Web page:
Conversation Corps Grants
Established to promote a flourishing bilingualism in America while furthering understanding and friendship.
Awarded to eligible nonprofits by the
on behalf of the America the Bilingual Project.
Joining English-language speakers with English-language seekers
Why America Needs Conversations to Build Bilingualism
Ninety-eight percent of adults in the US speak English well. But the remaining 2 percent equates to some seven million people, and these aspiring English speakers need help learning the language. Despite an abundance of technology and the existence of classes, what’s often missing is simply the opportunity to sit down with a fluent English speaker and have a conversation.
- Conversations might be simply sitting on a park bench together, or they might be woven into other activities, such as walking, cooking, video gaming, playing sports, or building something together.
- They might be targeted to practical workplace literacy or to thriving in a classroom. They could be between adults or among children, or span generations.
Who’s Having These Conversations
Many nonprofit organizations across the United States engage in these kinds of conversations, or would like to. At America the Bilingual, we seek to know more about them and to offer some financial support through Conversation Corps grants. We may be able to play a role in helping these organizations learn from each other and to scale.
These organizations are not just in the US. Nonprofit groups all over the world are engaged in helping people learn English. Expats from the US living in these countries are frequently part of these efforts.
Both the seekers and speakers benefit. So does American bilingualism.
For the seekers, becoming conversational in English gives these English-language learners entrée to better jobs and more advantages for their children, who can also participate in programs.
For the fluent English speakers, these conversations give them an opportunity to be part of America’s bilingual community—even if they themselves are not bilingual. At the same time, the conversations offer a chance for English speakers to learn some of the language of their conversation partner. They can begin with simple courtesies—hello, nice to meet you, thank you. We call these buds of bilingualism. And if native-English speakers struggle a bit getting the words right, that’s okay. It will help to put their conversation partner more at ease.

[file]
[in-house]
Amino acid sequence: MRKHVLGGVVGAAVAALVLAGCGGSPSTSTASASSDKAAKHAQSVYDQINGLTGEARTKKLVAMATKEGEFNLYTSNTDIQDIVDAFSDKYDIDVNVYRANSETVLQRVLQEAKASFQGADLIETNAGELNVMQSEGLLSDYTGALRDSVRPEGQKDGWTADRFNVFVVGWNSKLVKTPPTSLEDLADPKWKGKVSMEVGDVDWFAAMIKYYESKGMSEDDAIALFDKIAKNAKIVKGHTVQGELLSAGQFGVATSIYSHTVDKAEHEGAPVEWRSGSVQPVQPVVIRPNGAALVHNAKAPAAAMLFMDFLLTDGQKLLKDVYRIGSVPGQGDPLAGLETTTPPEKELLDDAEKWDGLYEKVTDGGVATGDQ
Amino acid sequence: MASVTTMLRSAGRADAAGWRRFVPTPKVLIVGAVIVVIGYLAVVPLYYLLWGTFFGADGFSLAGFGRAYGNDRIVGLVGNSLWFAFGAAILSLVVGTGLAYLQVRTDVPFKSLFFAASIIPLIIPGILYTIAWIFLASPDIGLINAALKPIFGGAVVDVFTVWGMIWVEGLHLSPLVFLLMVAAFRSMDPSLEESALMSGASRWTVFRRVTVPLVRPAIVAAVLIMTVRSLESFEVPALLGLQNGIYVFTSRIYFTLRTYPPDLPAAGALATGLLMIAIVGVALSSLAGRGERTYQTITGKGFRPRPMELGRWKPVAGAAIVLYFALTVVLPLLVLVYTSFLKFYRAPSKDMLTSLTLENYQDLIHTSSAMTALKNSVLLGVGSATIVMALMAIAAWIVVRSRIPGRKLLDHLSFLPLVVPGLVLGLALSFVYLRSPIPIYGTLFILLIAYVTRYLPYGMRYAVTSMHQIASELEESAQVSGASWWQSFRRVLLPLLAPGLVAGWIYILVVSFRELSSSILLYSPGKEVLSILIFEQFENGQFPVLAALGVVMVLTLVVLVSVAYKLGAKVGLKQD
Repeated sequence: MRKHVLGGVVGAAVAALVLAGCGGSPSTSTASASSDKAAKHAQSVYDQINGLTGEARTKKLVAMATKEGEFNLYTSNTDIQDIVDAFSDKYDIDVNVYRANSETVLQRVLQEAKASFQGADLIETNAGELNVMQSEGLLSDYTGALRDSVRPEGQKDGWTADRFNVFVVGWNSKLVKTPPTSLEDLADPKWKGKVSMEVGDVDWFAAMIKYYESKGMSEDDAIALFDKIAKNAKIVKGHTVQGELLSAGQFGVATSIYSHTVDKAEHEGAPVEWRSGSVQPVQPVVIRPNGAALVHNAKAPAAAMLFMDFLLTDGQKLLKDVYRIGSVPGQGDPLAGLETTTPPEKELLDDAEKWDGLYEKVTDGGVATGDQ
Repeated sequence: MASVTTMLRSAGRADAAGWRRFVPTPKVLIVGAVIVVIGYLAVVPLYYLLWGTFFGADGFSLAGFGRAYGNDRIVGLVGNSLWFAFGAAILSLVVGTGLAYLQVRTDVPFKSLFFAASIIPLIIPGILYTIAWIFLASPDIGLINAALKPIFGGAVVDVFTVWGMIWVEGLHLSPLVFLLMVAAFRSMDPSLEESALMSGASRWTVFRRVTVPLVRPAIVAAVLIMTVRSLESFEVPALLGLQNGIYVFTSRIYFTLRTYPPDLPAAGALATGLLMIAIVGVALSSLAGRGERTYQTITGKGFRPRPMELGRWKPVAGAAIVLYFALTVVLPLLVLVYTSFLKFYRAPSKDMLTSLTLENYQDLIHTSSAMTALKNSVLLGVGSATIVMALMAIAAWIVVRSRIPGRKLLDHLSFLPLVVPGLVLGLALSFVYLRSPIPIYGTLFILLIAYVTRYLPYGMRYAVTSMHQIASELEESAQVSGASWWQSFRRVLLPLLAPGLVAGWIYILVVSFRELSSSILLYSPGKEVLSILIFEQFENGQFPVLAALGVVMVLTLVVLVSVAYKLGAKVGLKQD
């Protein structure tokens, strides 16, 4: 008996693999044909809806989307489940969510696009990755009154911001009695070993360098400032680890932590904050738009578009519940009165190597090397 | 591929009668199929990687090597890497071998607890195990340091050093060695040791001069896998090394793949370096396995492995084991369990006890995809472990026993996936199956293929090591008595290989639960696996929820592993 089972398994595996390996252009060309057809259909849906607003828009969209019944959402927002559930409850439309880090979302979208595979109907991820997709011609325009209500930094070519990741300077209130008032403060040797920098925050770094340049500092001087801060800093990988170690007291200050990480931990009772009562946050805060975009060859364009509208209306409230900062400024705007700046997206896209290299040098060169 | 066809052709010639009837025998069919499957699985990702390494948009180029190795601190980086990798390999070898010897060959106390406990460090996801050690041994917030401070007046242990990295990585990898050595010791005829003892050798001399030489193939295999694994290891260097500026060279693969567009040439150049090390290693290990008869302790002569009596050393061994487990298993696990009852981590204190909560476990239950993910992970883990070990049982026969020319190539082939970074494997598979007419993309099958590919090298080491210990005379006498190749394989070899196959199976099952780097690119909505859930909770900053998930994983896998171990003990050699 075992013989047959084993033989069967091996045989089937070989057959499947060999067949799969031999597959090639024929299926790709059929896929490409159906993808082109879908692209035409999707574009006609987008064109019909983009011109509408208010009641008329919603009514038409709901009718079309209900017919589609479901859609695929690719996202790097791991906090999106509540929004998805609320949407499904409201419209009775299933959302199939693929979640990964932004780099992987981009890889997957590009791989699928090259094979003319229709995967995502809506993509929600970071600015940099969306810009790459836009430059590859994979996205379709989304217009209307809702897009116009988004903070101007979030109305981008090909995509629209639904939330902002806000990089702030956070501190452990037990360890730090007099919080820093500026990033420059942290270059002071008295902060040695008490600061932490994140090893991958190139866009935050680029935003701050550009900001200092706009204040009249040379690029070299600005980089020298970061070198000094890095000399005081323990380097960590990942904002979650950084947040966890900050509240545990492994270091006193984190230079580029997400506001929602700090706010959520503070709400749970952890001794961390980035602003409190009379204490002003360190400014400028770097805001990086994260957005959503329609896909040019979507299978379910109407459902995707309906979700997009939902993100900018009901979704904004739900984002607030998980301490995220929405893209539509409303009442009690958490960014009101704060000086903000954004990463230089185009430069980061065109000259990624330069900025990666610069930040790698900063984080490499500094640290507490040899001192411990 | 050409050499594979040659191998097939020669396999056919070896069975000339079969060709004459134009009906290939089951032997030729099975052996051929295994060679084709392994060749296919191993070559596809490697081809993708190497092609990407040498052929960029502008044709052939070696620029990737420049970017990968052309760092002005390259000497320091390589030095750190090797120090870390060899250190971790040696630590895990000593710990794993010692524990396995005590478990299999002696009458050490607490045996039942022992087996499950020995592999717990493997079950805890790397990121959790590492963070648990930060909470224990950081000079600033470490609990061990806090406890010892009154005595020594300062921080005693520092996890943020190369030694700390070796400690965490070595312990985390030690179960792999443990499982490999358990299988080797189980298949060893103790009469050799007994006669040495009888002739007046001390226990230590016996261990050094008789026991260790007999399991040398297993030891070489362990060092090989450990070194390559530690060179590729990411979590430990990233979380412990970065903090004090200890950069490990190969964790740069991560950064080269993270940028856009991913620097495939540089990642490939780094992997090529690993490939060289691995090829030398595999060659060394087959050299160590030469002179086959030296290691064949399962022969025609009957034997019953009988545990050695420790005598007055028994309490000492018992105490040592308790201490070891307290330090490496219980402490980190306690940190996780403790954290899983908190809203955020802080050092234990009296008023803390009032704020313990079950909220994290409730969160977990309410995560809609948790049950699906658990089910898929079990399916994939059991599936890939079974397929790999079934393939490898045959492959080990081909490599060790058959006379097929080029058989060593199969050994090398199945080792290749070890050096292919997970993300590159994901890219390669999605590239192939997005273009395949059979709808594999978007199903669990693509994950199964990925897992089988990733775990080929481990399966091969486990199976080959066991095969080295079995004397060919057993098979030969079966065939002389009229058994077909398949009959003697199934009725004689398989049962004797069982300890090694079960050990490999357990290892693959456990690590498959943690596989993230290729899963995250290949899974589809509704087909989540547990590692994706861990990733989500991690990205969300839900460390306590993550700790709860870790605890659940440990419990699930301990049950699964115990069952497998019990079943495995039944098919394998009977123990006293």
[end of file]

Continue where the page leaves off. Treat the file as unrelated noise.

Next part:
For both speaker and seeker, Conversation Corps activities can provide a sense of belonging plus the satisfaction that comes with being heard. In learning another language, or learning about another language, conversation partners also come to appreciate each other’s cultures.
Meet Some Recipients of Conversation Corps Grants
Is your nonprofit eligible for a Conversation Corps grant?
Examples of nonprofit organizations that qualify:
- Public libraries that assist English-language learners with conversation practice
- Community-based foundations that help teach and coach emerging bilinguals
- Service organizations working with immigrants to improve their bilingual skills
- Nonprofit schools that teach ESL to children or adults
- Language exchanges of all kinds
(Unfortunately, we cannot award grants to individuals, or to organizations whose missions are primarily environmental or religious.)
Interested in applying?
In the form below, please tell us about your program and its goals. Be sure to include all your contact information, plus the range of funding you’re seeking. We’ll be in touch once we’ve had a chance to review. Also, here are six tips for how to be an effective Conversation Corps partner.
Thank you for believing in the power of bilingualism to do good